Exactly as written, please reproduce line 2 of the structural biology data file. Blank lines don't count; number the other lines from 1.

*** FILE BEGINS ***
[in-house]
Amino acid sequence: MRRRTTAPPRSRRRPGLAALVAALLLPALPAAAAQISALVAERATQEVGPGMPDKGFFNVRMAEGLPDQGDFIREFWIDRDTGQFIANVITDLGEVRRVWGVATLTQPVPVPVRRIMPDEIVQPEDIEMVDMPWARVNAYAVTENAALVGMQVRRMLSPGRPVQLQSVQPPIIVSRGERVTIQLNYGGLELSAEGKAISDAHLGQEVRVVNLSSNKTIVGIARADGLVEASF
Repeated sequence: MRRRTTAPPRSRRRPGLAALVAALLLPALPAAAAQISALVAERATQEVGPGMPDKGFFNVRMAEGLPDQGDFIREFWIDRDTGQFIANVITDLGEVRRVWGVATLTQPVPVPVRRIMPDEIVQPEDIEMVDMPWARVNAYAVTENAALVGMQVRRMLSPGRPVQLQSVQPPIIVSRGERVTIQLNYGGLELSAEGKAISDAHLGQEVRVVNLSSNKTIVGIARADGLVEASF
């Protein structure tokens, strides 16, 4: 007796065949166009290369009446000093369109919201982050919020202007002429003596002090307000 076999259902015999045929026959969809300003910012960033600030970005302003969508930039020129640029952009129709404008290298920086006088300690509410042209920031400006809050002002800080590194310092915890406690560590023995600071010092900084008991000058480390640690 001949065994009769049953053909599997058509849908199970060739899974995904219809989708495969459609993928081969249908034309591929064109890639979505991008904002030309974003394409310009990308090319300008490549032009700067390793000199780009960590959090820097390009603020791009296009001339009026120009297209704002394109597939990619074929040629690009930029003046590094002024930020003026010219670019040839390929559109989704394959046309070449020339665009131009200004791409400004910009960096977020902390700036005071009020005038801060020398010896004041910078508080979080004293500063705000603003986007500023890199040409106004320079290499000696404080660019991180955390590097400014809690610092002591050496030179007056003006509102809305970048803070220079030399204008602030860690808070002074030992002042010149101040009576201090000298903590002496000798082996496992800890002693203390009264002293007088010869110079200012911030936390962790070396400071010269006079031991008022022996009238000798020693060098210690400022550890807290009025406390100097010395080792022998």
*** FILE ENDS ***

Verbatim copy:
Amino acid sequence: MRRRTTAPPRSRRRPGLAALVAALLLPALPAAAAQISALVAERATQEVGPGMPDKGFFNVRMAEGLPDQGDFIREFWIDRDTGQFIANVITDLGEVRRVWGVATLTQPVPVPVRRIMPDEIVQPEDIEMVDMPWARVNAYAVTENAALVGMQVRRMLSPGRPVQLQSVQPPIIVSRGERVTIQLNYGGLELSAEGKAISDAHLGQEVRVVNLSSNKTIVGIARADGLVEASF